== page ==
Friday, October 14, 2011

Better Angels, Part 2

    I’ve noticed this decline in violence in my reading.    Jared Diamond says in Guns, Germs, and Steel,  “In traditional [hunter-gatherer] New Guinea society, if a New Guinean happened to encounter an unfamiliar New Guinean while both were away from their respective villages, the two engaged in a long discussion of their relatives, in an attempt to establish some relationship and hence some reason why the two should not attempt to kill each other.”  Now, if civility doesn’t arbitrate a dispute the  police will.   
    The Hebrew Bible, a book recounting the history of a nomadic tribe transitioning to agriculture, features human sacrifice, slavery, and execution by stoning to death.  The New Testament pastoral society still had stonings, with the Romans having added crucifixion.    As Pinker says, The Bible is one long celebration of violence.”  Given this violent society, how remarkable is it that the Bible tells us to practice compassion to all.  The Prophet Micah said what is required is to “do justice, love mercy, and walk humbly with your God.”  The Rabbi Jesus showed a despised Samaritan as an example of how to be a neighbor.  Jesus told us to practice the Golden Rule, to do unto others as you would have them do unto you. 
     Karen Armstrong spoke about the Golden Rule and compassion during the Ware lecture at the 2011 General Assembly of the Unitarian Universalist Association.  I quote from her lecture:   “Each one of the major faiths, I discovered, has at its core the ethic of compassion. Every single one of them has developed its own version of the Golden Rule, never to treat others as you would not like to be treated yourself, and has said that this is the test of spirituality; that it is this which takes us beyond the prism of ego and selfishness and greed, that enables us to enter into our best selves and into the presence of what some have called God, others Nirvana, Brahmin or Dao.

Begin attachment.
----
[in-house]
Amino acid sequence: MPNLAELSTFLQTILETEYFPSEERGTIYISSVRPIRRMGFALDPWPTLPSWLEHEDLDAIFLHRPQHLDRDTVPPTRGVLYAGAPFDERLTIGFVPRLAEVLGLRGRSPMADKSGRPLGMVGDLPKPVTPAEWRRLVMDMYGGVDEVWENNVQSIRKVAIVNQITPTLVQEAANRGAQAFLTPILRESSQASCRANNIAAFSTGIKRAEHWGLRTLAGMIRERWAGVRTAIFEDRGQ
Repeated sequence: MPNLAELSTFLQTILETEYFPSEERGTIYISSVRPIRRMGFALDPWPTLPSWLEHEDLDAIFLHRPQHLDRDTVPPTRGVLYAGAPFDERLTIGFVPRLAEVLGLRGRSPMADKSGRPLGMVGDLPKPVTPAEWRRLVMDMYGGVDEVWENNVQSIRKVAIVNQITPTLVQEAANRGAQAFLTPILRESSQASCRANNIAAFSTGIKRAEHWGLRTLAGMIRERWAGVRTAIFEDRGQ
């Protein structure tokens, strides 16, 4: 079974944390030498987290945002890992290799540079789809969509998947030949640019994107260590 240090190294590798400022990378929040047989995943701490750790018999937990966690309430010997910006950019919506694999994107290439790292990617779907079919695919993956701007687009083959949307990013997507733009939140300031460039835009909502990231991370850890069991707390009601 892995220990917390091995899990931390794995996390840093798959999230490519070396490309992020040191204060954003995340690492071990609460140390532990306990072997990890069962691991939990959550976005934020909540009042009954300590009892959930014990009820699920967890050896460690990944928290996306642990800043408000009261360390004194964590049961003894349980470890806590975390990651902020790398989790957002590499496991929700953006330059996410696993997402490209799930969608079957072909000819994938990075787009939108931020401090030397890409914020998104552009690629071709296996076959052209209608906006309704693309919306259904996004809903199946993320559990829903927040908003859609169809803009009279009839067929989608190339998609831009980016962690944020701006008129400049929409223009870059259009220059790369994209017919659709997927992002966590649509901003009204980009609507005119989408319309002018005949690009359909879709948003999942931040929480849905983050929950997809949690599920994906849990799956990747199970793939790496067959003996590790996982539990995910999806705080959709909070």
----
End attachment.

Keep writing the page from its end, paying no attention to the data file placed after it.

“The first person, as far as I know, to enunciate the golden rule was Confucius some 500 years before Christ. Never treat others, says Confucius, as you would not like to be treated yourself.
    “My favorite Golden Rule story belongs to Hillel, the great Pharisee, who was an older contemporary of Jesus. And it said that a pagan came to Hillel one day and promised to convert to Judaism on condition that Hillel could recite the whole of Jewish teaching while he stood on one leg. And Hillel stood on one leg and said that which is hateful to you do not to your fellow man. That is the Torah, and everything else is only commentary. Go and study it.”
    Armstrong says we see formulations of the Golden Rule in all three Abrahamic faiths: Judaism, Christianity and Islam.  “Love the stranger, love the foreign, says Leviticus. Love your enemies, said Jesus. Reach out to all tribes and nations, says the prophet Muhammad.” Our own second Unitarian Universalist principle affirms and promotes justice, equity and compassion in human relations. 

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